Pluto’s ocean is capped and insulated by gas hydrates

Abstract

Many icy Solar System bodies possess subsurface oceans. On Pluto, Sputnik Planitia’s location near the equator suggests the presence of a subsurface ocean and a locally thinned ice shell. To maintain an ocean, Pluto needs to retain heat inside. On the other hand, to maintain large variations in its thickness, Pluto’s ice shell needs to be cold. Here we show, by thermal evolution and viscous relaxation calculations, that the presence of a thin layer of clathrate hydrates (gas hydrates) at the base of the ice shell can explain both the long-term survival of the ocean and the maintenance of shell thickness contrasts. Clathrate hydrates act as a thermal insulator, preventing the ocean from completely freezing while keeping the ice shell cold and immobile. The most likely clathrate guest gas is methane, derived from precursor bodies and/or cracking of organic materials in the hot rocky core. Nitrogen molecules initially contained and/or produced later in the core would probably not be trapped as clathrate hydrates, instead supplying the nitrogen-rich surface and atmosphere. The formation of a thin clathrate hydrate layer cap to a subsurface ocean may be an important generic mechanism to maintain long-lived subsurface oceans in relatively large but minimally heated icy satellites and Kuiper belt objects.

Access options

Rent or Buy article

Get time limited or full article access on ReadCube.

from$8.99

All prices are NET prices.

Fig. 1: A schematic diagram of the interior structure of Pluto.
Fig. 2: Time evolution of the interior thermal profile above the rocky core.
Fig. 3: Timescale of viscous relaxation of the ice shell.

Data availability

The data that support the plots within this paper and other findings of this study are available from the corresponding author on reasonable request.

Code availability

Codes for the thermal evolution and viscous relaxation calculations are available upon reasonable request from S.K.

References

  1. 1.

    Nimmo, F. & Pappalardo, R. T. Ocean worlds in the outer solar system. J. Geophys. Res. 121, 1378–1399 (2016).

    Article  Google Scholar 

  2. 2.

    Nimmo, F. et al. Reorientation of Sputnik Planitia implies a subsurface ocean on Pluto. Nature 540, 94–96 (2016).

    Article  Google Scholar 

  3. 3.

    Hussmann, H., Sotin, C. & Lunine, J. I. in Treatise in Geophysics 2nd edn, Vol. 10 (ed. Schubert, G.) 605–635 (Elsevier, 2015).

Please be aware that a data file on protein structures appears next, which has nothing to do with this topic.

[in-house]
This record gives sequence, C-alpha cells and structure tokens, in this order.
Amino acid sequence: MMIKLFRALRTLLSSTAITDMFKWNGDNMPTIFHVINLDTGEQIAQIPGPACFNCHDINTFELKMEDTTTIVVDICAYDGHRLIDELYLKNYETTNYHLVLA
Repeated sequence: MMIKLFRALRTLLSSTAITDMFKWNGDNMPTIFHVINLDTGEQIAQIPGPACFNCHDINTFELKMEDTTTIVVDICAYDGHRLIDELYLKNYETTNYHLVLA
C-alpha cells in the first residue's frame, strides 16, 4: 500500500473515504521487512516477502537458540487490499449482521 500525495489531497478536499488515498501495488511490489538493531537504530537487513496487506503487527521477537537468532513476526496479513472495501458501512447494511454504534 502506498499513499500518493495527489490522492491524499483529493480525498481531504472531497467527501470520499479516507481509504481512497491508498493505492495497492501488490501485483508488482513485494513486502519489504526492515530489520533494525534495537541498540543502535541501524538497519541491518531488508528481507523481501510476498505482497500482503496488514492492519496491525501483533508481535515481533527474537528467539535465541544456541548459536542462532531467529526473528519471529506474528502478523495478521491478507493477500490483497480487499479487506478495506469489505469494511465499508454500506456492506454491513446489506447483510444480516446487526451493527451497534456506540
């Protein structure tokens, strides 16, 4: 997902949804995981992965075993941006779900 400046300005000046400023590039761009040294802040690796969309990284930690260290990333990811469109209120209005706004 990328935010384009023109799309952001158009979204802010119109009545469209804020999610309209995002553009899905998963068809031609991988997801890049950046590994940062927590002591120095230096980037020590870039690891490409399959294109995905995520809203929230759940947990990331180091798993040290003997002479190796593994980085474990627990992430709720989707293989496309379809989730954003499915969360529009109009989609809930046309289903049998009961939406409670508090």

4. 4.

    Robuchon, G. & Nimmo, F. Thermal evolution of Pluto and implications for surface tectonics and a subsurface ocean. Icarus 216, 426–439 (2011).

    Article  Google Scholar 

  5. 5.

    Hammond, N. P., Barr, A. C. & Parmentier, E. M. Recent tectonic activity on Pluto driven by phase changes in the ice shell. Geophys. Res. Lett. 43, 6775–6782 (2016).

    Article  Google Scholar 

  6. 6.

    Durham, W. B., Prieto-Ballesteros, O., Goldsby, D. L. & Kargel, J. S. Rheological and thermal properties of icy materials. Space Sci. Rev. 153, 273–298 (2010).

    Article  Google Scholar 

  7. 7.

    Kamata, S. & Nimmo, F. Interior thermal state of Enceladus inferred from the viscoelastic state of the ice shell. Icarus 284, 387–393 (2017).

    Article  Google Scholar 

  8. 8.

    McKinnon, W. B., Simonelli, D. P. & Schubert, G. in Pluto and Charon (eds. Stern, S. A. & Tholen, D. J.) 295–346 (Univ. Arizona Press, 1997).

  9. 9.

    Le Roy, L. et al. Inventory of the volatiles on comet 67P/Churyumov–Gerasimenko from Rosetta/ROSINA. Astron. Astrophys. 583, A1 (2015).

    Article  Google Scholar 

  10. 10.

    Croft, S. K., Lunine, J. I. & Kargel, J. Equation of state of ammonia–water liquid: derivation and planetological applications. Icarus 73, 279–293 (1988).

    Article  Google Scholar 

  11. 11.

    Johnson, B. C., Bowling, T. J., Trowbridge, A. J. & Freed, A. M. Formation of the Sputnik Planum basin and the thickness of Pluto’s subsurface ocean. Geophys. Res. Lett. 43, 10068–10077 (2016).

    Article  Google Scholar 

  12. 12.

    Durham, W. B., Stern, L. A., Kubo, T. & Kirby, S. H. Flow strength of highly hydrated Mg- and Na-sulfate hydrate salts, pure and in mixtures with water ice, with application to Europa. J. Geophys. Res. 110, E12010 (2005).

    Article  Google Scholar 

  13. 13.

    Durham, W. B., Kirby, S. H. & Stern, L. A. Effects of dispersed particulates on the rheology of water ice at planetary conditions. J. Geophys. Res. 97, 20883–20897 (1992).

    Article  Google Scholar 

  14. 14.

    Zolotov, M. Y. Aqueous fluid composition in CI chondritic materials: chemical equilibrium assessments in closed systems. Icarus 220, 713–729 (2012).

    Article  Google Scholar 

  15. 15.

    Sloan, E. D. & Koh, C. A. Clathrate Hydrates of Natural Gases 3rd edn (CRC, 2007).

  16. 16.

    Choukroun, M., Kieffer, S. W., Lu, X. & Tobie, G. in The Science of Solar System Ices (eds Gudipati, M. S. & Castillo-Rogez, J.) 409–454 (Springer, 2013).

  17. 17.